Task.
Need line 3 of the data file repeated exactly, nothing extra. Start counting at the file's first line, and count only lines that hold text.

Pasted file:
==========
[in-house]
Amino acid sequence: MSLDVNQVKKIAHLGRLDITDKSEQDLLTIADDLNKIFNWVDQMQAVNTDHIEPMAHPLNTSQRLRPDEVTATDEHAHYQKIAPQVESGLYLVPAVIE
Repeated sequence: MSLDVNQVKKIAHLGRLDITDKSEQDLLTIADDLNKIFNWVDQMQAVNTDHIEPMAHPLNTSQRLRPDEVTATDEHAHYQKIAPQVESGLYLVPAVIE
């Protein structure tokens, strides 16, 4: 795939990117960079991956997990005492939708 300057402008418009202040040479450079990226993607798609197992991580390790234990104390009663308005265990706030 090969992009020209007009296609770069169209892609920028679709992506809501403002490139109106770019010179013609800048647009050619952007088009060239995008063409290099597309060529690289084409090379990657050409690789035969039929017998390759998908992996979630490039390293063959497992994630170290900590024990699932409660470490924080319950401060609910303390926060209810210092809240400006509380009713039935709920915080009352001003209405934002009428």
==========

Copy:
Repeated sequence: MSLDVNQVKKIAHLGRLDITDKSEQDLLTIADDLNKIFNWVDQMQAVNTDHIEPMAHPLNTSQRLRPDEVTATDEHAHYQKIAPQVESGLYLVPAVIE